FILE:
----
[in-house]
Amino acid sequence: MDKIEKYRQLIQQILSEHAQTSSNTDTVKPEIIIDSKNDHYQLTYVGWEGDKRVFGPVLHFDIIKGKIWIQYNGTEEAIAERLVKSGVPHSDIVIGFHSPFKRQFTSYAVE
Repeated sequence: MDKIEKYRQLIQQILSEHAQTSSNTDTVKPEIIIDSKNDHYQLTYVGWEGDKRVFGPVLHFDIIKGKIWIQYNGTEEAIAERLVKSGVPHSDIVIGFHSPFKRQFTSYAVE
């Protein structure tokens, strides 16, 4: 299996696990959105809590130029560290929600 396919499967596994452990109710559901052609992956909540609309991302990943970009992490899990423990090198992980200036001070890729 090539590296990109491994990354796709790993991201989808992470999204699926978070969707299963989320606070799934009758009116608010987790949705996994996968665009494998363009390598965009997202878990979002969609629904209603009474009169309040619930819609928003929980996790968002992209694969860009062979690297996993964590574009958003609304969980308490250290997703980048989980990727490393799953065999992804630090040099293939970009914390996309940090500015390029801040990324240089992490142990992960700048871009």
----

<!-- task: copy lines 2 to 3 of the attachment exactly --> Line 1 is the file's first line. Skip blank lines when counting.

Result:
Amino acid sequence: MDKIEKYRQLIQQILSEHAQTSSNTDTVKPEIIIDSKNDHYQLTYVGWEGDKRVFGPVLHFDIIKGKIWIQYNGTEEAIAERLVKSGVPHSDIVIGFHSPFKRQFTSYAVE
Repeated sequence: MDKIEKYRQLIQQILSEHAQTSSNTDTVKPEIIIDSKNDHYQLTYVGWEGDKRVFGPVLHFDIIKGKIWIQYNGTEEAIAERLVKSGVPHSDIVIGFHSPFKRQFTSYAVE